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The latest edition to trumpeter/flugelhornist Kenny Wheeler's discography commences with variable pulses and emphatic horn charts on "Unti." But while this production launches with an up-tempo groove, the majority of this set simply corresponds to the wistful implications set forth by the album title.
Recorded during several visits to London's Gateway Studio spanning 1995 to 2003, Wheeler performs solely on flugelhorn, along with a core sextetseparating into duo, trio, and quintet consortiums. Simply stated, the great flugelhornist is a weaver of dreams! Featuring alto saxophonists Ray Warleigh, Stan Sulzmann, guitarist John Parricelli and others, the group delves into ethereally executed blues motifs and airy dreamscapes. Warleigh's misty flute work and Parricelli's mid-toned electric guitar voicings on "Nonetheless" propose a vibe that might suggest a trouble-free world. The dreaminess continues with a sublime quartet rendition of Billy Strayhorn's ballad "A Flower is a Lovesome Thing." Here, Wheeler's yearning lines bespeak a sense of solitude, marked by wraithlike overtones.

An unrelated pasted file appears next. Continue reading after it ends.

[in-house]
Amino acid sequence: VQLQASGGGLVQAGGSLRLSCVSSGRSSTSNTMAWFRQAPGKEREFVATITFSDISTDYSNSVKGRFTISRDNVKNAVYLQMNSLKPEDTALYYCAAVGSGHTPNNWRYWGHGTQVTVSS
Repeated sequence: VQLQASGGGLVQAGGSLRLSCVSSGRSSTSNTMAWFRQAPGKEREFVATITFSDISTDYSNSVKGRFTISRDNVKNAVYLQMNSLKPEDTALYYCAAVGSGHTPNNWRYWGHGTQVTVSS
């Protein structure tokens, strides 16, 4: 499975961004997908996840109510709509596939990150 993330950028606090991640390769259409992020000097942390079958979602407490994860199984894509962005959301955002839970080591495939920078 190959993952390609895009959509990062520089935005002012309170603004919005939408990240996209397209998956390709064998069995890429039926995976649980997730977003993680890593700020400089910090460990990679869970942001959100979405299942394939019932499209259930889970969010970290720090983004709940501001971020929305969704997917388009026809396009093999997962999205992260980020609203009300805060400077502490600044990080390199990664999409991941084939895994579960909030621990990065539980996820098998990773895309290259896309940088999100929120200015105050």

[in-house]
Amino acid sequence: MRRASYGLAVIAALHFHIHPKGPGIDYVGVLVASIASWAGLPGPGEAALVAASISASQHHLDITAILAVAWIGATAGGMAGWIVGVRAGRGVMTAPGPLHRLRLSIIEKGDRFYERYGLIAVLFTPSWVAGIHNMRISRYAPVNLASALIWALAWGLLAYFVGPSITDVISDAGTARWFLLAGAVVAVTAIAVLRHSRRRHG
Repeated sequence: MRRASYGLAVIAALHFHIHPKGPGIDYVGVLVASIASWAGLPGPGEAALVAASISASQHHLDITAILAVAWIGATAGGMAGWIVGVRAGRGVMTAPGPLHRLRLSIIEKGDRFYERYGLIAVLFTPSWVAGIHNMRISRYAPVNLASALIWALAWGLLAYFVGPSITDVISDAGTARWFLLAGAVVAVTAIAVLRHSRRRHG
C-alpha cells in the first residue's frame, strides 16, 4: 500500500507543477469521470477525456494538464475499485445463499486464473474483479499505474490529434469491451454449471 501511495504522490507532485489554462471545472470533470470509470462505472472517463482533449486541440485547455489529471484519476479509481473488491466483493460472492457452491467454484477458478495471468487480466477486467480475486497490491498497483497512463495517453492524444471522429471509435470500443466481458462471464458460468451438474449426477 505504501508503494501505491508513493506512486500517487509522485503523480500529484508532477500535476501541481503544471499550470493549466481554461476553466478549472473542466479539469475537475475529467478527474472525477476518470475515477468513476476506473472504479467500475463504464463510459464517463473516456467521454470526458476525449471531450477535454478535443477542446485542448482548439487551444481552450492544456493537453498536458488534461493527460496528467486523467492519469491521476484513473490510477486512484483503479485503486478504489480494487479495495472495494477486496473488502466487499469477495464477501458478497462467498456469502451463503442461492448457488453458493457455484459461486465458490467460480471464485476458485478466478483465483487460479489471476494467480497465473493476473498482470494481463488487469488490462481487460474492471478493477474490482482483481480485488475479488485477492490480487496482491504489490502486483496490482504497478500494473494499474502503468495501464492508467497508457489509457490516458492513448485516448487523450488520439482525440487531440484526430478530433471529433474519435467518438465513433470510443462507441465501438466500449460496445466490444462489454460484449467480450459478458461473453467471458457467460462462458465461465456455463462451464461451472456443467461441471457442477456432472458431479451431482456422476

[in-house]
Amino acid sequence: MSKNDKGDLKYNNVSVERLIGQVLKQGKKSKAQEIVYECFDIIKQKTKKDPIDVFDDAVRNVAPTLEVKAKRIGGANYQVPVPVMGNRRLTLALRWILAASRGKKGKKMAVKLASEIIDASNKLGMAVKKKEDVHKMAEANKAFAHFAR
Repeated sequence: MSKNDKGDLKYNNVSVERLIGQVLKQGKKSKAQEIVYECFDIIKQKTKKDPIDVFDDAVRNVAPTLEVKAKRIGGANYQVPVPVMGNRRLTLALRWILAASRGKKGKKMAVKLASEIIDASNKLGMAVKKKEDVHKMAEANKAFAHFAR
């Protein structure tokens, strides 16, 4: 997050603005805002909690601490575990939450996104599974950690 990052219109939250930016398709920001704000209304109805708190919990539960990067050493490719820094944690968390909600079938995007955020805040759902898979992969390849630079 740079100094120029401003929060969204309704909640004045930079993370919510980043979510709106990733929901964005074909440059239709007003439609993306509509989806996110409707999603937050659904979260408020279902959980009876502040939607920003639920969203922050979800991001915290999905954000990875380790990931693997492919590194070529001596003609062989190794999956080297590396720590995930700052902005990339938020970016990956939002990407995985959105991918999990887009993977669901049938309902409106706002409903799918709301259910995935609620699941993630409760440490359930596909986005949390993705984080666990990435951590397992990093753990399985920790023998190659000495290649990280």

Wheeler and his musical associates project a dirge-like momentum on "Kind Folks." However, they equalize the rhythmic aspects via positive intimations by quietly soaring skyward. In sum, the musicians project a velvety soundscape supplanted by warmly stated choruses and keenly articulated soloing spots. (Highly recommended...)
I love jazz because of its ability to evoke such tremendous emotion... primarily joy!
I was first exposed to jazz by my grandparents.
The first jazz record I bought was Jim Beard's Song of the Sun or maybe Steely Dan's Aja.
My advice to new listeners: remain varied in your listening habits, and of course keep listening, keep listening, keep listening!
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